Lower electric bills are the big attraction for financially stressed families
In the predominantly African-American neighborhood of Broadway Heights in San Diego, nearly half of the 192 homes have rooftop solar panels. Neighbor after neighbor talks about what they could now afford. They were paying $200 and $300 a month in electric bills. Now they’re paying zero to $50.
“Now I can get my air conditioner!” said Thresia Route, 62, an information technology administrator.
In Southern Homes and Gardens, an affordable townhouse cooperative in predominantly African-American Southeast Washington, 55 of 90 residences have rooftop solar panels. On-site manager Telana Felder calls solar “my best friend” to escape her former monthly bills of $150 to $200.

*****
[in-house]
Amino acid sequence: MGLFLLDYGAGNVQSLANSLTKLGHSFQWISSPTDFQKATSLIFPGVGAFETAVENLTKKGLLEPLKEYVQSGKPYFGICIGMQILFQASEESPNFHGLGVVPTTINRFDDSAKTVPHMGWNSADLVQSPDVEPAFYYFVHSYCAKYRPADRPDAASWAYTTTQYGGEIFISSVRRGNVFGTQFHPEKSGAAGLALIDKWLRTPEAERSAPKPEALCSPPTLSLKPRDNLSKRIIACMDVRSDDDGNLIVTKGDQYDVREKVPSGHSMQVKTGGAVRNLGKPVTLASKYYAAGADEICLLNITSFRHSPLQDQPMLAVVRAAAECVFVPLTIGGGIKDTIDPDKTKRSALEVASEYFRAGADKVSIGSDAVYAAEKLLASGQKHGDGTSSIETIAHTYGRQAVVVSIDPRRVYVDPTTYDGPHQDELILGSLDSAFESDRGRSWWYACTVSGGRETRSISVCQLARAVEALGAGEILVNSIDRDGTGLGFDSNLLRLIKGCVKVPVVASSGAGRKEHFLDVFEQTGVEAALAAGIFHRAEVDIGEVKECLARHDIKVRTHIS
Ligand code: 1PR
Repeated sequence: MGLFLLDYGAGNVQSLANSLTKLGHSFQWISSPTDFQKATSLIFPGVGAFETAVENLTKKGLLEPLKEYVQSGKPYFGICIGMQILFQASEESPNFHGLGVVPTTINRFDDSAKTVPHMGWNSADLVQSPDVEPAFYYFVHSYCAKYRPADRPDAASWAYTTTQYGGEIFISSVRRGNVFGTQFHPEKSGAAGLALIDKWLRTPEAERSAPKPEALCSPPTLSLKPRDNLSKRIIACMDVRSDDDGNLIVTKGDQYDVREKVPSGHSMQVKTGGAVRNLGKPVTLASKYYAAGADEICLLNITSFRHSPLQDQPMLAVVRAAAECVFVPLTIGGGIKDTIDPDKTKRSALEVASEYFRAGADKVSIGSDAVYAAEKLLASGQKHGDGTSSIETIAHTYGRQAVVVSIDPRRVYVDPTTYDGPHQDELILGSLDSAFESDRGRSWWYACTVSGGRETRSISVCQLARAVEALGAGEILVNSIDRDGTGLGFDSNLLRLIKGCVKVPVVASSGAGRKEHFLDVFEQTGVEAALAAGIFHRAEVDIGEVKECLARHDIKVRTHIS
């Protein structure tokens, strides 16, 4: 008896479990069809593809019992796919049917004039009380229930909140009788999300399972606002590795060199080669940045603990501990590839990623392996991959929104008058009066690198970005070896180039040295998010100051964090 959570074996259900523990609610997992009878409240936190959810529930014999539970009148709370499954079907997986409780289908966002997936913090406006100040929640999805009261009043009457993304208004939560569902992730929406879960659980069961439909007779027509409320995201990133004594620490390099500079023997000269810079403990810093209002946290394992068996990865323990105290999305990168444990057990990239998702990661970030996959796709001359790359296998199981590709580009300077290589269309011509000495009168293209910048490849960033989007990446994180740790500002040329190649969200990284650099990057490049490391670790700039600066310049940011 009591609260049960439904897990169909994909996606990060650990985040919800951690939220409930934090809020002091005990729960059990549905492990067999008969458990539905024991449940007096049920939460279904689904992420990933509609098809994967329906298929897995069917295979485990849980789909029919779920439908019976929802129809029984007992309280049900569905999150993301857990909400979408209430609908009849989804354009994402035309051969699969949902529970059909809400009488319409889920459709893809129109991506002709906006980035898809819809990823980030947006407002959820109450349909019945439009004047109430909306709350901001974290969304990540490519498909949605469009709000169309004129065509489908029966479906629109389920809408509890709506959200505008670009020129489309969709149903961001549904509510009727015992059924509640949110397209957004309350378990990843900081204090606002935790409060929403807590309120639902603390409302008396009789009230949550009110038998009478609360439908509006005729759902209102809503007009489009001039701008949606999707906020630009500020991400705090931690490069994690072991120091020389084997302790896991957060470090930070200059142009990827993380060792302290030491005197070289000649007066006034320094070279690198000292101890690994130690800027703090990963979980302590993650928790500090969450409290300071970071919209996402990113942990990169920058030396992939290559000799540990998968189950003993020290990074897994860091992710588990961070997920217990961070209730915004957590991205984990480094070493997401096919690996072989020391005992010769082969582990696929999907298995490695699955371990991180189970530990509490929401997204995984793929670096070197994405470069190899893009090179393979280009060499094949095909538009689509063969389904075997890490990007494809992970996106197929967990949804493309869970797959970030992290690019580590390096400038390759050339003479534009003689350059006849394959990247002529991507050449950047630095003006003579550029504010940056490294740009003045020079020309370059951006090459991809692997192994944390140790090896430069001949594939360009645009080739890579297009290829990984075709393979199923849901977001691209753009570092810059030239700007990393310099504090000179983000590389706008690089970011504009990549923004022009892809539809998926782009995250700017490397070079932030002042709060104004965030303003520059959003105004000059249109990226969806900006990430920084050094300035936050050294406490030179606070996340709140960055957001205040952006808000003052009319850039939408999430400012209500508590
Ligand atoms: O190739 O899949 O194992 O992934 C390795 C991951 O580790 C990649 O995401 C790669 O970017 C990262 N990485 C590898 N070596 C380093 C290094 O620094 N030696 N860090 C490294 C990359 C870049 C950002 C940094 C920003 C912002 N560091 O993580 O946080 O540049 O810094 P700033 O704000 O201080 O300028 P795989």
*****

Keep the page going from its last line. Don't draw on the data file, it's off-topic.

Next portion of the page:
“Last month the bill was $4, then this month it was $14,” Felder said. “It was so low I said something was wrong, so I called. They said it was because I had credits from the solar.”
These are among the thousands of moderate- to low-income families and fixed-income retired seniors who are the vanguard in communities of color that are now enjoying solar power. Under a wide variety of state and federal policies and funding mechanisms, and under both nonprofit and for-profit business models, such families are changing the face of renewable energy, broadening the diversity of solar customers with respect to race and income.
Read more here.